Antigua Guatemala Facts
Sitting beautifully between three volcanoes: Acatenango, Fuego, and Agua, Antigua is more than just a fabled colonial, cobblestoned street filled with delicious restaurants, luxury hotels, colorful homes, and popular Spanish Schools. It still preserves the same majesty it did when it was the epicenter of Central America’s power during the 17th and 18th Centuries. Churches and monasteries of all shapes sizes and the remainders (ruins) of the old capital, which was destroyed by the great earthquake on July 29, 1773, are woven into each historical step on each street.
Keep reading to learn all about all that Antigua Guatemala has to offer.
There are tons of facts and things to do in Antigua these are only 20 of the things with facts I could think of right now.
- Churches, Cathedrals, Monasteries, Convents, and Ruins
- Central Park (Parque Central)
- Hiking / Volcano Tours
- Museums, Monuments, and Landmarks
- Shop at the local Mayan markets
- Book classes at Spanish schools
- Semana Santa (Holy Week)
- Coffee Plantation Tour
- Canopy / Zipline tours
- Mountain bike tours
- Visit the only winery in Central America
- Taste local artisanal beer
- Enjoy a chocolate tour where you get to prepare it from scratch and learn how it was used before Europeans took it home and made it commercial.
- Taste fruit wine in San Juan del Obispo
- Buy leather items from artisans in Pastores
- Visit a macadamia farm in Dueñas
- Visit a poinsettia plantation also in Dueñas (November and December)
- Eat with stunning views at Hobbitenango, Eathlodge, or Cerro San Cristobal
- Try the traditional atol de elote and tostadas on a street food stand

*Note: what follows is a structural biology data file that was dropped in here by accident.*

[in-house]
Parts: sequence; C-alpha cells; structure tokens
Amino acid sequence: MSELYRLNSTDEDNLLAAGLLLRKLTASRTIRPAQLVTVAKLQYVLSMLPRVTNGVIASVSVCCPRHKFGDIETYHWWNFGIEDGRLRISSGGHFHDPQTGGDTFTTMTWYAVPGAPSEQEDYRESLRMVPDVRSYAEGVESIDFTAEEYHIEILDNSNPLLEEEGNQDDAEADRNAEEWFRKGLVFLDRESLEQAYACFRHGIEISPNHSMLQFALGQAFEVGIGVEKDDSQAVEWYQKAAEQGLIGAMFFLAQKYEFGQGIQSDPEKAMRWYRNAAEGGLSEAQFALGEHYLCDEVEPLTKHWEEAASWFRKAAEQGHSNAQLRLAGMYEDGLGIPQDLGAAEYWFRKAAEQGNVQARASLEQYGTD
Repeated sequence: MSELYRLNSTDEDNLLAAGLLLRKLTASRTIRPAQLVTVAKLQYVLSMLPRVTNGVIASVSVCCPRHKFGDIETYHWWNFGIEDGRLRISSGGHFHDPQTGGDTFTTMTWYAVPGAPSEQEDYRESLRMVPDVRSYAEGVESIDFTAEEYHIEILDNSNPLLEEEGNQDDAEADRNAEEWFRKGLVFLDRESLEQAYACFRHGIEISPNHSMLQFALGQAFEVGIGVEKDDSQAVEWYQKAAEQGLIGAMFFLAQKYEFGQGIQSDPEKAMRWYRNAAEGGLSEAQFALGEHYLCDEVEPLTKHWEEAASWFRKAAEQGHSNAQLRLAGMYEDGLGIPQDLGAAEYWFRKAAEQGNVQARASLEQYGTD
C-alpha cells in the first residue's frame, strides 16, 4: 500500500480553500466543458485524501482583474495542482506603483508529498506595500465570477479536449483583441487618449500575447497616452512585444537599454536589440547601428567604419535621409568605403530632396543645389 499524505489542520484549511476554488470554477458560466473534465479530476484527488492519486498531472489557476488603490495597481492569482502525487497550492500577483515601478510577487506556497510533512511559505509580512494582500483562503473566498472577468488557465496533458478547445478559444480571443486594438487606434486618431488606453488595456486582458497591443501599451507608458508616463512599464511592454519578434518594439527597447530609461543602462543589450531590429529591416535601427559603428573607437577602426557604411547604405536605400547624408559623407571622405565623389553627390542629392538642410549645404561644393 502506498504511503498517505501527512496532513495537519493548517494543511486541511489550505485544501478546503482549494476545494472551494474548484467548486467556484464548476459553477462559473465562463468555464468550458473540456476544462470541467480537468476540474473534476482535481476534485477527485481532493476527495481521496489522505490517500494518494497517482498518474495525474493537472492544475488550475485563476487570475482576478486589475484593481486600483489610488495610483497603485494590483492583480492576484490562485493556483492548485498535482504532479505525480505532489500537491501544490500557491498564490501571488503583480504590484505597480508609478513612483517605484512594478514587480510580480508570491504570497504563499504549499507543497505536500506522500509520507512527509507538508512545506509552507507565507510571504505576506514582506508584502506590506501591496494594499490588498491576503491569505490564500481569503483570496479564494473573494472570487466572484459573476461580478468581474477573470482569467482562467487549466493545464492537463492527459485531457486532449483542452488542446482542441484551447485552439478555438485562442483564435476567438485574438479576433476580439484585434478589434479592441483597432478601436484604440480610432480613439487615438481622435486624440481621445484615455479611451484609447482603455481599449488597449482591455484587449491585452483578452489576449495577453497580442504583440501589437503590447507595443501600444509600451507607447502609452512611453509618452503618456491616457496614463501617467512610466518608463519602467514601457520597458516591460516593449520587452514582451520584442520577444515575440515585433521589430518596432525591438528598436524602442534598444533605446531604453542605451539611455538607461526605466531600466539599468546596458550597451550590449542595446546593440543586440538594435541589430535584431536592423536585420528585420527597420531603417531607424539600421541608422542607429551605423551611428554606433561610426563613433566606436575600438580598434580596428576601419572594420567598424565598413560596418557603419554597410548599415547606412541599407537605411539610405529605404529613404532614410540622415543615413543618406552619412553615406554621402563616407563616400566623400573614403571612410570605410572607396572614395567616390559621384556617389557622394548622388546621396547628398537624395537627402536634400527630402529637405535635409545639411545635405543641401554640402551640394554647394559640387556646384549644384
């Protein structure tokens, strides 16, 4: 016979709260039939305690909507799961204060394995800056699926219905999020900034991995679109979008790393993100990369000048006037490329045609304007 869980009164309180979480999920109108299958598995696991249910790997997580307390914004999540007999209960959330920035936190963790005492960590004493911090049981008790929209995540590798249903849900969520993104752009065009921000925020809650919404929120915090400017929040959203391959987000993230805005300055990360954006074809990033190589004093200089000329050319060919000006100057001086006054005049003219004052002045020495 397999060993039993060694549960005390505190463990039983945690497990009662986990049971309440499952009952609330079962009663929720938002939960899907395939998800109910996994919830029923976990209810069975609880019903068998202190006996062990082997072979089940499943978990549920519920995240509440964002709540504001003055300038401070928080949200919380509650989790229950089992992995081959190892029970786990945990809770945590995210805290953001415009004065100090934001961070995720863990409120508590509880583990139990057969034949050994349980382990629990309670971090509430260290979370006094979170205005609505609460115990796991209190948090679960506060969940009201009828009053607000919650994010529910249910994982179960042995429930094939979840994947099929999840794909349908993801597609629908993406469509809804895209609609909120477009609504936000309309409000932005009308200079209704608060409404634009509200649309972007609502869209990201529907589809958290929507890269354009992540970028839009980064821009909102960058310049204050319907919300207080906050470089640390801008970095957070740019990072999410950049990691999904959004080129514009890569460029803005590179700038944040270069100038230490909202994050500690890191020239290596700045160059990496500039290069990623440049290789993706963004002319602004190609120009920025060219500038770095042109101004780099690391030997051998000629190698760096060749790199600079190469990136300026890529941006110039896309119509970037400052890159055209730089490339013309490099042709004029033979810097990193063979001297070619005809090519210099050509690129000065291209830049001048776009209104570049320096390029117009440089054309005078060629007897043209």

- Go on a Jade tour
Antigua Guatemala History Facts
La muy Noble y muy Leal Ciudad de Santiago de los Caballeros de Goathemala (Antigua) was founded on March 10, 1543. This was actually the Spaniards third try at making a capital city in this newly founded territory. The first one was Iximche (1524) near the Mayan tribe Kaqchiquel until they rebelled. So it was moved to Ciudad Vieja (1527), until it got caught under a mudslide and the whole city disappeared.
During its peak, 17th and 18th century, Antigua had an astounding 38 churches plus a cathedral, a university, printing press, and newspaper, schools, hospitals, and an upper-class society of politicians and clergy. In 1773 came the great earthquake destroying most of the Capital and it was finally evacuated and moved to Guatemala City in 1776 completely. After that Antigua was almost forgotten except for the plundering and stealing of building materials and a small community that got left behind.
This community started to thrive and around 1830 began to put effort into Antigua’s renovation and revival. However, it wasn’t until 1944 that President Jorge Ubico declared Antigua a national monument that the city really prospered and became what it is today.
Did You Know?
- It was declared in 1979 by Unesco as a World Heritage site.
- There is an independent council making sure that every renovation or new building follows the architectural rules of colonial times to ensure that its looks is kept.
- The best time to explore it is mid-week. On weekends people from all over the country flood it creating crowds, chaos, and tons of traffic jams.
Other Nearby Towns:
- Ciudad Vieja
- San Antonio Aguas Calientes
- San Juan Comalapa
- San Juan del Obispo
- San Miguel Dueñas
Did I miss any cool things to do or fact about Antigua? Let me know in the comments.
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